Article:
This study has several strengths. Unlike prior administrative data-based studies, clinical records enabled better classification of cases for which early MRI might be indicated and provided information on several cases with MRI services that did not appear in medical billing records. Although classification of radiculopathy by clinical notes was probably more accurate than relying on ICD-9 codes in medical bills, the results obtained here were quite similar to a prior study of a similar cohort based entirely on administrative data,12 suggesting that administrative data can be used effectively to conduct detailed health-services research evaluations in occupational LBP. WC records have the advantage of providing reasonably complete capture of all medical services regardless of provider because WC insurance is the first and sole payor in all states for medical services for accepted work-related injury claims. Finally, the cohort represents a working population, an important group not often represented in radiology health services research in the United States, and is based on typical community practice from diverse geographic regions.37
Weaknesses include the limitations of our clinical data used to categorize cases into radiculopathy and nonspecific groups, such as brevity and lack of detail in clinical notes regarding physical examination findings, and the somewhat incomplete capture of important clinical notes that may occur in the WC claims system. To some extent, this was addressed by reviewing both the case manager and clinical notes collected in an electronic document management system and, when possible, evaluating the indications provided for MRI scans.
Patient-reported pain and function information was not available in the administrative data, nor was it consistently captured in the clinical notes. Instead, indirect measures of severity were used and the results were stratified by radiculopathy status to provide another dimension of severity. However, the decision to order MRI should be based on signs and symptoms of radiculopathy or spinal stenosis that persist after 1 month of conservative care.1 Potential confounders, including psychiatric comorbidities, fear avoidance, catastrophizing, and somatization that could contribute to disability and cost, were also not available. However, these factors should not have influenced the decision to order early MRI. Lastly, although patient matching would have been ideal to adjust for baseline characteristics, the data were limited; a multivariate modeling strategy was used instead, achieving substantially the same results.
Perhaps cases that had MRI more than 30 days after onset should have been included in the no-MRI group for comparison with the early-MRI group and not excluded from the analysis. These cases may have had worse outcomes than the no-MRI group, and their inclusion in the no-MRI group may have made the differences between no-MRI and early-MRI groups less distinct. However, our study purpose was to study the effect of the “exposure” of early MRI. Specifically, the early-MRI group was exposed to the risk of iatrogenic effects in the first month, whereas the no-MRI group had no exposure to this risk. The cases receiving MRI after 30 days represent a mix of situations, both appropriate testing for those with radicular indications who failed to improve after a trial of conservative treatment, or inappropriate testing for patients with nonspecific findings requesting MRI or whose provider routinely orders MRI for cases with persistent complaints, or for reassurance. Thus, they were not included in the no-MRI group because some, like the early-MRI group, were exposed to the same risk of iatrogenic effects, but at a later time, and would likely confound the comparative results.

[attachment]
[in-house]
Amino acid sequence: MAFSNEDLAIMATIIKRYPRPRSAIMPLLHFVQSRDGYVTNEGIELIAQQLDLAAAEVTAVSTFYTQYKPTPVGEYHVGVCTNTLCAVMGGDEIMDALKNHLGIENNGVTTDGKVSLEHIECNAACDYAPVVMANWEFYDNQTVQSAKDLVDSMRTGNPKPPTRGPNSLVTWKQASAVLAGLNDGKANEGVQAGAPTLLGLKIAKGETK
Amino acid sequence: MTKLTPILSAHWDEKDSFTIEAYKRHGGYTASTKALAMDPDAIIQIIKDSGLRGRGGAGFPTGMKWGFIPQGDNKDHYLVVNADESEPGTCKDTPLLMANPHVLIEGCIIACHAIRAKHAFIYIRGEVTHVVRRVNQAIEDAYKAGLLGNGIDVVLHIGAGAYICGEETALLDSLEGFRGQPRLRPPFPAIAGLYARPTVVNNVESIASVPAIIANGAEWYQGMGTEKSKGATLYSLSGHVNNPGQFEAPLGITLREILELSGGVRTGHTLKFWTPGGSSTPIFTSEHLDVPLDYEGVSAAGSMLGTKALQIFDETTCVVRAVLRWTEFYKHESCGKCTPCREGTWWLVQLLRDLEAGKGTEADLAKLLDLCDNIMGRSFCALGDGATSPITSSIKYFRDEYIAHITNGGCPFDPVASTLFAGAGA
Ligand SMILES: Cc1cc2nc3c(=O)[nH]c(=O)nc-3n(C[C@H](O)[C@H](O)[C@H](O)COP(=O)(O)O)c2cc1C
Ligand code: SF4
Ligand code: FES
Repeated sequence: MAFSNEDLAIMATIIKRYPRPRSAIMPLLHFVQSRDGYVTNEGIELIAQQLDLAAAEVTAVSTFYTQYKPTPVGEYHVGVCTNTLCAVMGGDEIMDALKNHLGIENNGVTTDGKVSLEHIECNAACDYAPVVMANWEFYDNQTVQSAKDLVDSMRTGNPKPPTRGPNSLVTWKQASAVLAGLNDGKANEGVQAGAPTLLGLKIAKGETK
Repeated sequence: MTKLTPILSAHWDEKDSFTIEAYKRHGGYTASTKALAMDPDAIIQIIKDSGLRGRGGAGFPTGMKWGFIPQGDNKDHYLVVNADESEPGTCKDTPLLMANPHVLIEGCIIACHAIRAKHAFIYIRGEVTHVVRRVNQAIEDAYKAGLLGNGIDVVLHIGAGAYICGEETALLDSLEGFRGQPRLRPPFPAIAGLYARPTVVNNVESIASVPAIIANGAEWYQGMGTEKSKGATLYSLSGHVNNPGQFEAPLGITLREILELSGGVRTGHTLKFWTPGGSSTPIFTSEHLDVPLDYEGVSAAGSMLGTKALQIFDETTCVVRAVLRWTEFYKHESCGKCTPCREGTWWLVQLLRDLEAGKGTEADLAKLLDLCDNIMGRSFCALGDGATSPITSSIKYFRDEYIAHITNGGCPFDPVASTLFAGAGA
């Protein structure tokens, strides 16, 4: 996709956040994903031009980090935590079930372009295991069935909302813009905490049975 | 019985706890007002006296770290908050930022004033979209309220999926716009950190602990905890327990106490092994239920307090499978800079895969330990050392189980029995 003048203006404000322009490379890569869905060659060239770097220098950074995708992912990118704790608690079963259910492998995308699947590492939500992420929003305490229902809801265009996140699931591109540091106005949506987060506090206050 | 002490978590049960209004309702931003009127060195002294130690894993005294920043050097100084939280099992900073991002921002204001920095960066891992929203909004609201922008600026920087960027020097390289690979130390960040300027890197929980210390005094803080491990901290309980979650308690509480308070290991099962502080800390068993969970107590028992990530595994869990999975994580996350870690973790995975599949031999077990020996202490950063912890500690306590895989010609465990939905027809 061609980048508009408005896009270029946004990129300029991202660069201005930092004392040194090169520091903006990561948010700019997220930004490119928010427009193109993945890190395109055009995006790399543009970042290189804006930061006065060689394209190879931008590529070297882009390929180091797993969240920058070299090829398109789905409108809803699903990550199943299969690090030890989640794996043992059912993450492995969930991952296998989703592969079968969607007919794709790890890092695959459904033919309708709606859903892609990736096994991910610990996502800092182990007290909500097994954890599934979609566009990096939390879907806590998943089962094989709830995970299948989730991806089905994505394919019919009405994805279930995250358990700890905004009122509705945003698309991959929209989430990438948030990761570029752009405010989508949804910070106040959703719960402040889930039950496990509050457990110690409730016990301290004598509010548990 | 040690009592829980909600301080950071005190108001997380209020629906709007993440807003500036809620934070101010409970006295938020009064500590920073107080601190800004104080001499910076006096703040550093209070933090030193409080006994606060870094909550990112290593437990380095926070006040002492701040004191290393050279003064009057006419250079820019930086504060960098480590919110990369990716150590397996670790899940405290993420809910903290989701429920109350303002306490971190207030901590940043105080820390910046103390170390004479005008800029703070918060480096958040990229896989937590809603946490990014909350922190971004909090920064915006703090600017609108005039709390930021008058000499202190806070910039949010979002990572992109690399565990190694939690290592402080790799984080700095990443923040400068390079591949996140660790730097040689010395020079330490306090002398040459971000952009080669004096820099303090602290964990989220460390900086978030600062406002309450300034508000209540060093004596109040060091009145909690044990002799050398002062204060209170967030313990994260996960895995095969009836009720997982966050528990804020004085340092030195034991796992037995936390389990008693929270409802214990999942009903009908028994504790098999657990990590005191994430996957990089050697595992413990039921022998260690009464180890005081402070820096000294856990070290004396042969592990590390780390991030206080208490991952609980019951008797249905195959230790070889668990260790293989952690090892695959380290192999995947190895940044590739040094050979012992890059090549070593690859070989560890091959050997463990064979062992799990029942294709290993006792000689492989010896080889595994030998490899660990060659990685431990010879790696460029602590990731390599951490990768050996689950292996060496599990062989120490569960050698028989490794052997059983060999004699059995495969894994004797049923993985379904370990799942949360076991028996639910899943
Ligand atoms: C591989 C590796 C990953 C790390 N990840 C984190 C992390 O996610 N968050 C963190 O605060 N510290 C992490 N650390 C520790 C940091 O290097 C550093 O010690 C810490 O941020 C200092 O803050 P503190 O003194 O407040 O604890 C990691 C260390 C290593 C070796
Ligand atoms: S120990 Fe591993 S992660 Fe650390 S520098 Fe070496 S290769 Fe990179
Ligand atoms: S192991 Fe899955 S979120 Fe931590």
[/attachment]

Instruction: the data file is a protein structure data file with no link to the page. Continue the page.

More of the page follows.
After selecting and grouping cases on the basis of detailed clinical information, the study results were similar to those found in a sample using administrative data; both nonspecific LBP and radiculopathy cases who received early MRI had worse outcomes, even after controlling for severity and demographic factors. The implications of this study are consistent with other results in similar populations, suggesting that early MRI without indication does not improve outcomes and seems to have a strong iatrogenic effect in acute LBP, regardless of whether a patient has acute radiculopathy. This evidence reinforces that both providers and patients should be made aware that when early MRI is not indicated, its use provides no benefits and could result in worse outcomes such as iatrogenic work disability and unnecessary medical procedures.
- Early MRI (receipt ≤30 d postonset) without clear indications was common in acute, uncomplicated, disabling, work-related LBP regardless of the presence or absence of radiculopathy.
- The early-MRI groups had prolonged disability and, on average, $12,948 to $13,816 higher medical costs per case than the no-MRI groups, regardless of radiculopathy status.
- Even in a subgroup with relatively short, homogeneous post-MRI disability, medical costs of the radiculopathy and nonspecific early-MRI groups were, on average, $7643 and $8584 (respectively) higher than the corresponding no-MRI groups.
- The study results, based on classification of radiculopathy by clinical notes, were quite similar to a prior study of a similar cohort based on administrative data, suggesting that administrative data can be used effectively to conduct health-services research evaluations in occupational LBP.
The authors thank Marian Mamayek for her assistance in medical record review, Santosh Verma and Larry Hettinger for their reviews of earlier drafts of the manuscript, and Margaret Rothwell for proofreading and final editing of the manuscript.
Supplemental digital content is available for this article. Direct URL citation appearing in the printed text is provided in the HTML and PDF version of this article on the journal's web site (www.spinejournal.com).